In addition, she said people are often looking for "positive" nutrition or things people may add to their diet such as whole grains or omega-3 fatty acids. She said it’s easier to add things to a diet than to take them out. Health-Focus also said in its "HealthFocus Trend Report" that 44% of consumers in 2006 said they had increased their fiber intake during the previous two years, up from 32% in 2004, and 33% said they had increased their intake of omega-3 fatty acids, up from 23% in 2004.

But "negative" nutrition is still a factor as consumers also said they are working to decrease consumption of sugar, salt and foods containing additives and preservatives. Specifically, 42% of consumers said they decreased their intake of sugar along with 37% cutting salt and another 37% cutting additives and preservatives, HealthFocus said.

"A generation ago it was about subtracting bad things from your diet, but today healthy eating is more a matter of addition and subtraction," said Harry Balzer, vice-president of The NPD Group.

The NPD Group, Rosemont, Ill., said the per cent of adults on a diet has decreased by 10 percentage points since 1990 while the percentage of Americans eating healthier has increased. NPD noted that 70% of Americans are eating reduced-fat foods, with more than half eating reduced calorie, whole grain or fortified foods. Other "better-for-you" foods included diet, light, reduced-cholesterol, reduced-sodium, caffeine free, sugar free, fortified, organic and low-carbohydrate varieties. The average American eats two "better-for-you" products a day.

"While dieting for both men and women remain huge markets, they are not growing trends," Mr. Balzer said. "The desire to lose weight really was a 90s trend. Today consumers appear to be making healthier choices."

HealthFocus also said consumers choose foods and beverages for performance reasons. Thirty-one per cent of consumers choose foods and beverages to improve mental performance, and 30% of consumers choose foods and beverages to improve overall daily performance. In addition, while the trend is toward overall health, significant percentages of consumers reported they are very concerned about cardiovascular/heart disease, cancer and lack of energy.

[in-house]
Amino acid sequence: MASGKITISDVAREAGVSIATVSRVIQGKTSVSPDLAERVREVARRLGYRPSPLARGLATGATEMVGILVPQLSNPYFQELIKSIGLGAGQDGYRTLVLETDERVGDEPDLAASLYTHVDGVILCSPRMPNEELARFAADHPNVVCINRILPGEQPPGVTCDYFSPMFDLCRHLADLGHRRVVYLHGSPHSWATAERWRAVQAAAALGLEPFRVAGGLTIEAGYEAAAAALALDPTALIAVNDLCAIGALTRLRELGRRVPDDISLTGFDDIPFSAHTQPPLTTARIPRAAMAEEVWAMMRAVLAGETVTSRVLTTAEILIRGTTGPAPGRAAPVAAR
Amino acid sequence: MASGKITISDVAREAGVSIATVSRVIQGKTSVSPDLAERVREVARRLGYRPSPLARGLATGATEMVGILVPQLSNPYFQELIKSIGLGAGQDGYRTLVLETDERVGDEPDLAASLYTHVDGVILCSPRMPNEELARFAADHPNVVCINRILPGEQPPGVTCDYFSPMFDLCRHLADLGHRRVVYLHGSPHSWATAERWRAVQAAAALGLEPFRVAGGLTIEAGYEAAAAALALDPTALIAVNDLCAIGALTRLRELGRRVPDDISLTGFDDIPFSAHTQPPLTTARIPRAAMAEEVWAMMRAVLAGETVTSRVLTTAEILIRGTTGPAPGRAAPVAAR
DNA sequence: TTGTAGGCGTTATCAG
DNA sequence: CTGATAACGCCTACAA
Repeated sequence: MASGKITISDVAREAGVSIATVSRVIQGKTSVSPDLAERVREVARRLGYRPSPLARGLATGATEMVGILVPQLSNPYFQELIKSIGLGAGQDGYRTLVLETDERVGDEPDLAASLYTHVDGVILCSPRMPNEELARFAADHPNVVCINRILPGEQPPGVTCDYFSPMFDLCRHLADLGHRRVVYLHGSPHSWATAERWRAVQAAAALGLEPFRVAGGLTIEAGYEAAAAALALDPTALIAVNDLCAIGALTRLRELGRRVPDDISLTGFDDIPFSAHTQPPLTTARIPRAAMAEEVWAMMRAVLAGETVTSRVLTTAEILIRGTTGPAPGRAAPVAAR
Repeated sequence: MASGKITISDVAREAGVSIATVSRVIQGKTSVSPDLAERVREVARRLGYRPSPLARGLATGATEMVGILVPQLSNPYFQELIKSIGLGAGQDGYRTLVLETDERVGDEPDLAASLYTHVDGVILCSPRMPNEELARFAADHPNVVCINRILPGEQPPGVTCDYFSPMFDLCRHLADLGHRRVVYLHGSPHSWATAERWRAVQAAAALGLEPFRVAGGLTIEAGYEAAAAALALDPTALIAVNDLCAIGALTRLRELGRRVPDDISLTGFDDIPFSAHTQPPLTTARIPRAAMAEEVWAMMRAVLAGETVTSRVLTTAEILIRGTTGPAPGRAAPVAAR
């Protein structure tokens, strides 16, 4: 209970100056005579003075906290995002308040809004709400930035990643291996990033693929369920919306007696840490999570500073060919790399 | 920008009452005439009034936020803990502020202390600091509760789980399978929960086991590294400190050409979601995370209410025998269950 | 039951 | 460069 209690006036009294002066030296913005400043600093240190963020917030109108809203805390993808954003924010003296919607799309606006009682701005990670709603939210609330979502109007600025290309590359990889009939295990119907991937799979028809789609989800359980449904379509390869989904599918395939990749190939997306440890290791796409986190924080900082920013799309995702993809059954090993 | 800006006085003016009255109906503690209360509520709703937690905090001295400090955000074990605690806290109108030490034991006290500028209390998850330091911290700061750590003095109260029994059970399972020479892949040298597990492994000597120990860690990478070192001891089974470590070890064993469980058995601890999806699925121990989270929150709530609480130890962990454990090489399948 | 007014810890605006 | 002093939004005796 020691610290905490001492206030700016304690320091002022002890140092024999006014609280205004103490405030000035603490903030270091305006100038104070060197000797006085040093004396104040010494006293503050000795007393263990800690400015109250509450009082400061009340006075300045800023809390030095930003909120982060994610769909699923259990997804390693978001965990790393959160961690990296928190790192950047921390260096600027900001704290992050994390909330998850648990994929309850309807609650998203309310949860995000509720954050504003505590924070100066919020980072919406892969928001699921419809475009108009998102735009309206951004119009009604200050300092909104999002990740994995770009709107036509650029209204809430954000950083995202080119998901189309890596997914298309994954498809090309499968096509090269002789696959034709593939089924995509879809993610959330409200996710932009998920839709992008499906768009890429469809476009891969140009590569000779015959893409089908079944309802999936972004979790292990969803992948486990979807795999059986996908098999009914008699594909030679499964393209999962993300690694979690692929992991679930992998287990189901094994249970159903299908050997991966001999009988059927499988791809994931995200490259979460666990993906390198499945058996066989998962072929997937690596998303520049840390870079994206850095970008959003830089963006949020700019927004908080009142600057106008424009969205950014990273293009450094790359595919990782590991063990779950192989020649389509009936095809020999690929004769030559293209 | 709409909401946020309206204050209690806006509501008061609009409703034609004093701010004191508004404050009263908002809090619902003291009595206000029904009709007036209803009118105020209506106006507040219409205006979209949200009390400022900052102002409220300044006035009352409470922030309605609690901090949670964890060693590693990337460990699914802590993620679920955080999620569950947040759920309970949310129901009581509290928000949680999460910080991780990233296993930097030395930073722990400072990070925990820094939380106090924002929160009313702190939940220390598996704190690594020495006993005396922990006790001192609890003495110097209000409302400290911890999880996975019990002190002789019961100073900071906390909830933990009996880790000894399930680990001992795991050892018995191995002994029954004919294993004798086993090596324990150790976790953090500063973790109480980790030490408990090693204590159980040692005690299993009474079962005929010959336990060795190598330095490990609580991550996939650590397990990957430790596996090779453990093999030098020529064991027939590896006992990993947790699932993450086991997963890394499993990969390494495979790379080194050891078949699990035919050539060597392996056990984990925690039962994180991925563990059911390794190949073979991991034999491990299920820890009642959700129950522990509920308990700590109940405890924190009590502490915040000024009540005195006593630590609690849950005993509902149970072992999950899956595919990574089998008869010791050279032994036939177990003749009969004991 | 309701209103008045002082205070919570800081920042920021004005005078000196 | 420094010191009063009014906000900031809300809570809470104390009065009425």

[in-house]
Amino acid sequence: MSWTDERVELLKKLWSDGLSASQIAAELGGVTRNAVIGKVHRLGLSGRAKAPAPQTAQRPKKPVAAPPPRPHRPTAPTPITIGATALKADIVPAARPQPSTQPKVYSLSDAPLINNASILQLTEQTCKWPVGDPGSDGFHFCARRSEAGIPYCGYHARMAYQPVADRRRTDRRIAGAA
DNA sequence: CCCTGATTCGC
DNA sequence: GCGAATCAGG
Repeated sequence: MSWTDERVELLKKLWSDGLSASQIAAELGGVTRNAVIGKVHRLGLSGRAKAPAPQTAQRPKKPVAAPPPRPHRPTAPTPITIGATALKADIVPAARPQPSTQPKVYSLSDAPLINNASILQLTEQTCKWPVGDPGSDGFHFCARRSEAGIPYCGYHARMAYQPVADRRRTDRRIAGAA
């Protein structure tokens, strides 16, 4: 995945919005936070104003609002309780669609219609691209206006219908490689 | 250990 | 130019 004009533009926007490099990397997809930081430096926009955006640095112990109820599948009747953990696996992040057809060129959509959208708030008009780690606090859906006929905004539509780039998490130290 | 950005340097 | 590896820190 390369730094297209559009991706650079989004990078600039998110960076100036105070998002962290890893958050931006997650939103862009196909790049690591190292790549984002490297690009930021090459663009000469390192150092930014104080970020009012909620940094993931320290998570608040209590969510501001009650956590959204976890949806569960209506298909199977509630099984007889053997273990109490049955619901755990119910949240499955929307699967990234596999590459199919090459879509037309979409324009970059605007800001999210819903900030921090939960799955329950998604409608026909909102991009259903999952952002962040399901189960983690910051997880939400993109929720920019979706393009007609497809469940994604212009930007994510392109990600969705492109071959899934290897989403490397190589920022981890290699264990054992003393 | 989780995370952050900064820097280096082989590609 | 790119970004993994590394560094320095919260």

Ms. Katz said the industry is responding to the need for a focus on health and wellness and noted there isn’t a company she deals with that isn’t taking the trend seriously. She noted how consumers are building minimum standards into their portfolios and every product line.

"There truly is a desire to know what the consumer wants and how to understand them better and to make them respond," Ms. Katz said.

All types of consumers

The Nielsen Co., New York, noted that among very engaged health and wellness consumers, there are two different types of households: program partners and health idealists. Program partners are actively involved in diet programs and use supplements and daily exercise to remain healthy. Health idealists are constantly engaged in diet programs, including exercise regimens, and are concerned about regular intake of organic products. Overall, this "very engaged" segment makes up 23% of consumers.

Among those moderately engaged in health and wellness, Nielsen said there are three types of households representing 47% of consumers. These include those in maintenance mode, or households who have normal diets that are neither healthy nor unhealthy and watch portion sizes; dieting do it ‘yourselfers,’ or households who regulate their eating by designing their own diet mainly due to budget restraints; and single selfstarters, or those concerned with eating the right foods as well as exercising consistently.

The less engaged segment of consumers represents 30% of the market and is driven by those with the attitude of "I am who I am" and those who could be defined as "young and reckless." The "I am who I am" household segment describes those who don’t participate in weight loss programs and do not include exercise as a part of their weekly schedule, and the young and reckless household exercises occasionally but is not driven to eat healthy.

In the future, The Hartman Group noted the definitions of health and wellness might change.

"Just as health has become a necessary or required condition for wellness, wellness may become the necessary condition for fulfillment," The Hartman Group said. "Soon the term ‘health’ may no longer resonate with consumers because it may become an implication of wellness. Eventually the term ‘wellness’ may also become irrelevant as it will be implied when consumers seek fulfillment from quality experiences. We anticipate then, that in their quest for something beyond wellness, consumers may become driven by ‘the good life.’"

This article can also be found in the digital edition of Food Business News, June 24, 2008, starting on Page 66. Click